Reducing Voluntary Turnover Through Improving Employee Self-Awareness, Creating Transparent Organizational Cultures, and Increasing Career Development

  • Jeffrey R. Moore
  • Douglas Goodwin
Conference paper


Successful companies exist when employees and stakeholders interact in a constructive manner to focus on the accomplishment of critical tasks. This research examined the ways self-assessment and peer assessments can be used to reduce organizational dysfunction by increasing employee self-awareness as well as improving employee career progression. Employee management behaviors in a service company were assessed by their peers in order to determine positive organizational culture and level of stress. The study also explored two links: (a) between the consistency of self-evaluation versus peer evaluation of the employee and the level of stress in the organization and (b) between the consistency of peer evaluation versus the supervisor’s performance expectation of the employee and the level of stress in the organization. The researchers hypothesized that lower levels of stress within the organization indicate a higher perception of skill among employees. This study also explored which management skills are most important for developing a healthy work culture in a service industry.


Management Skill Blind Spot Pretax Income Employee Engagement Team Task 
These keywords were added by machine and not by the authors. This process is experimental and the keywords may be updated as the learning algorithm improves.


  1. Allen D (2008) Retaining talent. Society of Human Resource Management Research, pp 1–57Google Scholar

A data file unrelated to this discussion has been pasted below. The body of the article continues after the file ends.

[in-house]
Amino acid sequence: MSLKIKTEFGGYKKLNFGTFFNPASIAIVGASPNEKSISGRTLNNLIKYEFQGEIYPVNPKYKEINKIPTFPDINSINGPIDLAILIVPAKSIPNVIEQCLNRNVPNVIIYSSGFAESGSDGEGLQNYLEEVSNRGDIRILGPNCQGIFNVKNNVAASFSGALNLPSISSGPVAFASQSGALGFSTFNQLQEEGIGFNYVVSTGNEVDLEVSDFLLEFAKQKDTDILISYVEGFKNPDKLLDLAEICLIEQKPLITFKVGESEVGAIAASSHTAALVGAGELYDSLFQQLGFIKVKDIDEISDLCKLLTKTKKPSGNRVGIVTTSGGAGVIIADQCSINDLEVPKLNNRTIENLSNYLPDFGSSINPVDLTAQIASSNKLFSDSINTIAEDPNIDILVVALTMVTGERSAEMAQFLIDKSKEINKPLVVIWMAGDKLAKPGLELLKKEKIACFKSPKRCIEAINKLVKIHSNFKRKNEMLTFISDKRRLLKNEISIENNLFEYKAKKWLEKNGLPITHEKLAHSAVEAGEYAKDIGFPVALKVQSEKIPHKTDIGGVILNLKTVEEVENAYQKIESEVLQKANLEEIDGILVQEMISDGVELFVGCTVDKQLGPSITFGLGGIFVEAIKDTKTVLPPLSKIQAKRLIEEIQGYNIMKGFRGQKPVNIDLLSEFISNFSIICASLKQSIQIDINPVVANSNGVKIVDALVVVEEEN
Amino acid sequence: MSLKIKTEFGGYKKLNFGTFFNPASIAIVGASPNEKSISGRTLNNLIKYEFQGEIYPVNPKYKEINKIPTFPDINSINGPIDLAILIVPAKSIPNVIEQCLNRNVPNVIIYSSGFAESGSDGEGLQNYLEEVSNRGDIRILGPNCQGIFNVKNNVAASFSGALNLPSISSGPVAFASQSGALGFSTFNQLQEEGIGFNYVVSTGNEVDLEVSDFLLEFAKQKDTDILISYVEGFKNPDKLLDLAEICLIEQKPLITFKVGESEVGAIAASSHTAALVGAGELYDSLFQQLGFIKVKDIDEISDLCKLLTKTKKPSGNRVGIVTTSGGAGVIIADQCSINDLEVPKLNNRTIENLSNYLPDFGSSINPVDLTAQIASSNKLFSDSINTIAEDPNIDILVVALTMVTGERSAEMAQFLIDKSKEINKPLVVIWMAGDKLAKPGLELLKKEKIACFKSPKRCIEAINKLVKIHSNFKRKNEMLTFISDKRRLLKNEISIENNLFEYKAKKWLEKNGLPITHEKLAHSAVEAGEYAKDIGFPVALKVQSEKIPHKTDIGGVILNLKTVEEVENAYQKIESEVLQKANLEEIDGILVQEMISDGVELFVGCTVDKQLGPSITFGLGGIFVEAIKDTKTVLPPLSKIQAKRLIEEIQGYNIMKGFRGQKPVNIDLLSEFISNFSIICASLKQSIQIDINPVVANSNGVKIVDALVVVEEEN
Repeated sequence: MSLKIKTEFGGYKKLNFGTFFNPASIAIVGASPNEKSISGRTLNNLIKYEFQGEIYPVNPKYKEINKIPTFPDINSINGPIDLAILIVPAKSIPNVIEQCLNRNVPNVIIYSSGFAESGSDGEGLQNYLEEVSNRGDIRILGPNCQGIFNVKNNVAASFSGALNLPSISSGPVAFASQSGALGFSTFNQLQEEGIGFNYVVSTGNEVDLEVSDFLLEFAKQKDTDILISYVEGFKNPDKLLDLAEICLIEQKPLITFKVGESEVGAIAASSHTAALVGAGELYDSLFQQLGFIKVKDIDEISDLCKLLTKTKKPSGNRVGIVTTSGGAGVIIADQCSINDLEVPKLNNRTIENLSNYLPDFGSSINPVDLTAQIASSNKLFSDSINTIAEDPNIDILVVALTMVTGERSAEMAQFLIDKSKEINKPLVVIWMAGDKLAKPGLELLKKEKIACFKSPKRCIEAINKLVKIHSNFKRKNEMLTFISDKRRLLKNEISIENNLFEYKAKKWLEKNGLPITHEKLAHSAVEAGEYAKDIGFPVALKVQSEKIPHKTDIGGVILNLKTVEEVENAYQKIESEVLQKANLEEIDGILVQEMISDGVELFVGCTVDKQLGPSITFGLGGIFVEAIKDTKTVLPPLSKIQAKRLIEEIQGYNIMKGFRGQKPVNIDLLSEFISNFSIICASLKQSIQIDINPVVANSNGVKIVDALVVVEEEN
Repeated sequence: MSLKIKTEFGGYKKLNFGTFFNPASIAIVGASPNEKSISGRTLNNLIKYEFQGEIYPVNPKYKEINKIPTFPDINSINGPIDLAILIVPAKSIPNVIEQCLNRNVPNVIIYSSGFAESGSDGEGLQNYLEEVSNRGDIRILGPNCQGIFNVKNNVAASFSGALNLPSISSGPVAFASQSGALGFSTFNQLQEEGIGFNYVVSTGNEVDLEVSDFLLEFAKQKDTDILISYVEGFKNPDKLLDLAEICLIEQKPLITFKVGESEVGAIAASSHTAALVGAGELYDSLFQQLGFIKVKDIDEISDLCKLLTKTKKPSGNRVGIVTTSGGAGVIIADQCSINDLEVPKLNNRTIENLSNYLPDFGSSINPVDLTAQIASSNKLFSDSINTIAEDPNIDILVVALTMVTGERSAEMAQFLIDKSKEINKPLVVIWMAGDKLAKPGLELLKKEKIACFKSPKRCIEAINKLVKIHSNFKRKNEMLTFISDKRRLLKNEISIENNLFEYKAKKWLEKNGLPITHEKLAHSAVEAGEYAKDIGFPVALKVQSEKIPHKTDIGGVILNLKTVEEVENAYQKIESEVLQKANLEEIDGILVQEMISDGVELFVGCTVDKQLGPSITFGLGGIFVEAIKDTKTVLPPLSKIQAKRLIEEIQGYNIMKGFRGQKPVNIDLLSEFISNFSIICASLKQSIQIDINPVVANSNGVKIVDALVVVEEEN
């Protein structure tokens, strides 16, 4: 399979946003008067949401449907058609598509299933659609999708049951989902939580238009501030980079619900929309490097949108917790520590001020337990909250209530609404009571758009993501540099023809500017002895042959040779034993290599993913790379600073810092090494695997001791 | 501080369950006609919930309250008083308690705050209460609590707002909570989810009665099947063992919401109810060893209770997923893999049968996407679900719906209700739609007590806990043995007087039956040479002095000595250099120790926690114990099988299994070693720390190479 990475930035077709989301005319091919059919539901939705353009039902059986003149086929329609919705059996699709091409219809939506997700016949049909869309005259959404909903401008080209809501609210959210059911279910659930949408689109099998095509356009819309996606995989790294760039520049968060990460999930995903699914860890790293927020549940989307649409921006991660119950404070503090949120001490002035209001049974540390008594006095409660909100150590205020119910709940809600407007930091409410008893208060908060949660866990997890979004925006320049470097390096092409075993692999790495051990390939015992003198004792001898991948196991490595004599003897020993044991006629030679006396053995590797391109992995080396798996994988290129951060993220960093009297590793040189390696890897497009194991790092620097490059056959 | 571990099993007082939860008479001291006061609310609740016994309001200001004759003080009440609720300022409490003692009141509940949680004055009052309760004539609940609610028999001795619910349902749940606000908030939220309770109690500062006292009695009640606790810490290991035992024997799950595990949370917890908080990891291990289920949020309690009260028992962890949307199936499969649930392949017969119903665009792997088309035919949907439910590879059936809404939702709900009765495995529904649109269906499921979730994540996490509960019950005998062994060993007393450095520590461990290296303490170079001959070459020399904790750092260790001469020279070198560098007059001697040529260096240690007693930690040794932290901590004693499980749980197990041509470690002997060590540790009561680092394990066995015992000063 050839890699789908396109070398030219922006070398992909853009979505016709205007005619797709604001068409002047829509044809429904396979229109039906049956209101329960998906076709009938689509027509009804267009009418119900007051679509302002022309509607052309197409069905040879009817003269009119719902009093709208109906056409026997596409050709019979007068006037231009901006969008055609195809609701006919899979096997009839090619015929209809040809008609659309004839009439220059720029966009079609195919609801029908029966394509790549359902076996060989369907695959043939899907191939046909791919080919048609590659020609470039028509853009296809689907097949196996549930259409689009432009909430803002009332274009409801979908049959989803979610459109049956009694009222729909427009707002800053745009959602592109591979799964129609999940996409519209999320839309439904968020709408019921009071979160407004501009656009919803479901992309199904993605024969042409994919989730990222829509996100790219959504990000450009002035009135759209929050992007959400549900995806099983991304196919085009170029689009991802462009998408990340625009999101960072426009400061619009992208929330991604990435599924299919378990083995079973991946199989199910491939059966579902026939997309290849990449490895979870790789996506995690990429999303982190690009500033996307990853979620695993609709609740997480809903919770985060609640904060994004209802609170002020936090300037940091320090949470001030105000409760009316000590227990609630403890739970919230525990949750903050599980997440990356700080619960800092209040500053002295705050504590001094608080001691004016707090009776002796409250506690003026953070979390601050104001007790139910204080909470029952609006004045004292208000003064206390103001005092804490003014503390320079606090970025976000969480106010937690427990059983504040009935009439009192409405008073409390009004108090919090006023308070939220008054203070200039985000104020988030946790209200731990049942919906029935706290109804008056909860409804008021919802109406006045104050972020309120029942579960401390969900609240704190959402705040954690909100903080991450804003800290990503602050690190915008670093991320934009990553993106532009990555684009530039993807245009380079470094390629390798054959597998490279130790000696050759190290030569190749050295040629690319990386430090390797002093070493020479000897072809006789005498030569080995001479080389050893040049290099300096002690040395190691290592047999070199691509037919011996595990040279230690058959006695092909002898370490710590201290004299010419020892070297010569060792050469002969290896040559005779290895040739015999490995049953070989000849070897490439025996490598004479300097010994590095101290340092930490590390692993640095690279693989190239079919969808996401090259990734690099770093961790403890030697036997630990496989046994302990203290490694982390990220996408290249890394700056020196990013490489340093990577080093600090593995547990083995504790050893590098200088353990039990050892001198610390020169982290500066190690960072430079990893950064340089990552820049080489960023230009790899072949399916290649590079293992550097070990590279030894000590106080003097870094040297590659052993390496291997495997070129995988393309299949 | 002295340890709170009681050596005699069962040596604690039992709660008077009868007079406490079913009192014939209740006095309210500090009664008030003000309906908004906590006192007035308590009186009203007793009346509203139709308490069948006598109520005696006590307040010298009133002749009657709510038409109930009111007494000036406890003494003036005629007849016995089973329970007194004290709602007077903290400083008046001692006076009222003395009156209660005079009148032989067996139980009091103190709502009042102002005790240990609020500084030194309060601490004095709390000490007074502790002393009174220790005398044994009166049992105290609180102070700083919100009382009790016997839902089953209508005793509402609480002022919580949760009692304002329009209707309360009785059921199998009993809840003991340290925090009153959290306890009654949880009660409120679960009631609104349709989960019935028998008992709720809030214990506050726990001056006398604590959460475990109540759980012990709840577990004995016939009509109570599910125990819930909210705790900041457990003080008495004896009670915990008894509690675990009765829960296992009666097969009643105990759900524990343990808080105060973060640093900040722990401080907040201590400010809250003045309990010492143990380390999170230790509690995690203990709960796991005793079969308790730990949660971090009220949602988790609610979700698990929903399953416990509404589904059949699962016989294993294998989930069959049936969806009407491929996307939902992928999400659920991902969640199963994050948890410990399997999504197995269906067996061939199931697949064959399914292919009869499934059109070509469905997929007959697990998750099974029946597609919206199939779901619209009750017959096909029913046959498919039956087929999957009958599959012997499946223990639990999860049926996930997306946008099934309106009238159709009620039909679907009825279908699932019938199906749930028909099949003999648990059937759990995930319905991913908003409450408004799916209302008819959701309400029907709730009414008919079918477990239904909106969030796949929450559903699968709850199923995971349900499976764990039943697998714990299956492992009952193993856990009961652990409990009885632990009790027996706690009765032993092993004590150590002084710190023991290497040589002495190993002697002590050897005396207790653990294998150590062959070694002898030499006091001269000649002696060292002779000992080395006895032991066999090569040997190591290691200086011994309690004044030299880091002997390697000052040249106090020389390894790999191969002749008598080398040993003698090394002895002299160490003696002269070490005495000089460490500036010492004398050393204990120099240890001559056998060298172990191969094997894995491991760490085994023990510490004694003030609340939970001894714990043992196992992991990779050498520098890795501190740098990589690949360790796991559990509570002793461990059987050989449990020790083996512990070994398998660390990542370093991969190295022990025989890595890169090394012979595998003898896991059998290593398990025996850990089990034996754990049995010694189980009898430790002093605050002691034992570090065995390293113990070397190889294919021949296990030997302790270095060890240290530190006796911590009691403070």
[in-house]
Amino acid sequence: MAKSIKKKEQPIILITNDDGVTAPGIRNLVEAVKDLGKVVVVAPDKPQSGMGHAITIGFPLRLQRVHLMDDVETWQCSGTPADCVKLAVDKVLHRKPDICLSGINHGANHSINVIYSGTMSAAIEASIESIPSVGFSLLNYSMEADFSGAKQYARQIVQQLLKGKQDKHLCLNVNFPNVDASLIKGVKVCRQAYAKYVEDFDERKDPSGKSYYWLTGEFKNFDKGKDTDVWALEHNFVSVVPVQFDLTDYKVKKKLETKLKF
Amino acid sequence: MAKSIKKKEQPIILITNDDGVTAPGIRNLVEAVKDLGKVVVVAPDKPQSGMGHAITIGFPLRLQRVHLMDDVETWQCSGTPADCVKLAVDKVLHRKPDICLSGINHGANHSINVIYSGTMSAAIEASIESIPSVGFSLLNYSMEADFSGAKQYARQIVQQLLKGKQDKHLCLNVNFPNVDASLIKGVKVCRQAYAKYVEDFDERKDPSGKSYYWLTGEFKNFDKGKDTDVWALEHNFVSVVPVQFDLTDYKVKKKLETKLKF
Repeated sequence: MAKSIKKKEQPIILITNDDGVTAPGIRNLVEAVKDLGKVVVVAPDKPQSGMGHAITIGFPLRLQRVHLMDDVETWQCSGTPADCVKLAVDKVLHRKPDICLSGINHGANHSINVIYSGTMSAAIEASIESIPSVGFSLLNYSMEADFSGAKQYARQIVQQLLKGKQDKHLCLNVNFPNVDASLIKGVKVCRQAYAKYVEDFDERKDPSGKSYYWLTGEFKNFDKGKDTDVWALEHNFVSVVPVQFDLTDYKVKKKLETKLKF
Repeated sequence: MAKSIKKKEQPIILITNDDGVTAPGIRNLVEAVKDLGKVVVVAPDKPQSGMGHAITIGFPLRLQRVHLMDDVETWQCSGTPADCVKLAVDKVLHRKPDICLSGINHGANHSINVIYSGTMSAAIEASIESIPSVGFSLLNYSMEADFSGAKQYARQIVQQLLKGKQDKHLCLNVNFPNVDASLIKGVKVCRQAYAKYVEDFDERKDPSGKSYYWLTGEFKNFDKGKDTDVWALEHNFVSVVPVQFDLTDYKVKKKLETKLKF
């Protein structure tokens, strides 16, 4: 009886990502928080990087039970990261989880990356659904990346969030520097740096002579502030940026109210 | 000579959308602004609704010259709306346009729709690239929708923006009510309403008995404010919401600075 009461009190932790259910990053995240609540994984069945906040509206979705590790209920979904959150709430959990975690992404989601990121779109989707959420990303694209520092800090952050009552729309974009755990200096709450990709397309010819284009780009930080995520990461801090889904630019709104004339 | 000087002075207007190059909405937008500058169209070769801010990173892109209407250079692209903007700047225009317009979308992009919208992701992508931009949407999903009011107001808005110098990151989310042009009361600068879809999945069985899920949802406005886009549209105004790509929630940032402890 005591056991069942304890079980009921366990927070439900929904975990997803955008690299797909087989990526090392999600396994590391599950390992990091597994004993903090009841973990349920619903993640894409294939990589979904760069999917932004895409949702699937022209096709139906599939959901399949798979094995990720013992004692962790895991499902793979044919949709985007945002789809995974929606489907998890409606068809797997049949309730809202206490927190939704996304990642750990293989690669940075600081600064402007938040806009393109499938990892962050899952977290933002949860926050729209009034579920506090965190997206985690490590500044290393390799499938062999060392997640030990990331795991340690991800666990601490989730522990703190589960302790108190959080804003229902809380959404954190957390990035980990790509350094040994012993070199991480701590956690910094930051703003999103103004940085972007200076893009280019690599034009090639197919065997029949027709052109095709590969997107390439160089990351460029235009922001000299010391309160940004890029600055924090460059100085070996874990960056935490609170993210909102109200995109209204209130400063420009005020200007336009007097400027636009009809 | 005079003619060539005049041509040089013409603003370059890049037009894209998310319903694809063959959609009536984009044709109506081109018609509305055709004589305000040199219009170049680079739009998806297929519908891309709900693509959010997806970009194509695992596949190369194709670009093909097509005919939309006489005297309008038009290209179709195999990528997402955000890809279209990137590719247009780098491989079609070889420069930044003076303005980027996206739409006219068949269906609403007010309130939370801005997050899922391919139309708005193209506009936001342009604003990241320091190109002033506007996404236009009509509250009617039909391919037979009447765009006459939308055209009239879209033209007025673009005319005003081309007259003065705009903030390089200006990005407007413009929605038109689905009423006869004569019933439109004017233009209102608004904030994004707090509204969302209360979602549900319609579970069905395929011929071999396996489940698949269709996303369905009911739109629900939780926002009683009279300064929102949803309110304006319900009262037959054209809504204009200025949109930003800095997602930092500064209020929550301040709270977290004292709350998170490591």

2. Aronson E, Mills J (1959) The effects of severity of initiation on liking for a group. J Abnorm Soc Psychol 59:178–181Google Scholar
  3. Beal DJ, Cohen R, Burke MJ, McLendon CL (2003) Cohesion and performance in groups: a meta-analytic clarification of construct relation. J Appl Psychol 88:809–820CrossRefGoogle Scholar
  4. Benne KD, Sheats P (1948) Functional roles of group members. J Soc Issues 4:41–49CrossRefGoogle Scholar
  5. Cartwright D (1968) The nature of group cohesiveness. In: Cartwright D, Zander A (eds) Group dynamics: research and theory, 3rd edn. Harper & Row, New York, pp 91–109Google Scholar
  6. Forsyth DL (1999) Group dynamics, 3rd edn. Wadsworth, BelmontGoogle Scholar
  7. George JM, Bettenhausen K (1990) Understanding pro-social behavior, sales performance, and turnover. J Appl Psychol 75:698–709CrossRefGoogle Scholar
  8. Hare AP (1976) Handbook of small group research, 2nd edn. Free Press, New YorkGoogle Scholar
  9. Lawler E, Mohrman A, Resnick S (1984) Performance appraisal revisited. Organ Dyn 13(1):20–35CrossRefGoogle Scholar
  10. Lencioni P (2002) The five dysfunctions of a team. Jossey-Bass, New YorkGoogle Scholar
  11. Long S (1984) Early integration in groups: a group to join and a group to create. Hum Relat 37:311–322CrossRefGoogle Scholar
  12. Moore JR (2006) Organizational DNA: law of virtue. BookSurge, CentralGoogle Scholar
  13. Moore JR, Kizer LE, Jeon BP (2011) Leading groups to create healthy culture through accomplishing tasks aligned to strategy. Int J Manage Inf Syst 15(2):55–64Google Scholar
  14. Quinn RE, Faerman SR, Thompson MP, McGrath MR, St Clair LS (2007) Becoming a master manager: a competing values approach. Wiley, HobokenGoogle Scholar

Copyright information

© Springer India 2013

Authors and Affiliations

  1. 1.Anderson UniversityAndersonUSA

Personalised recommendations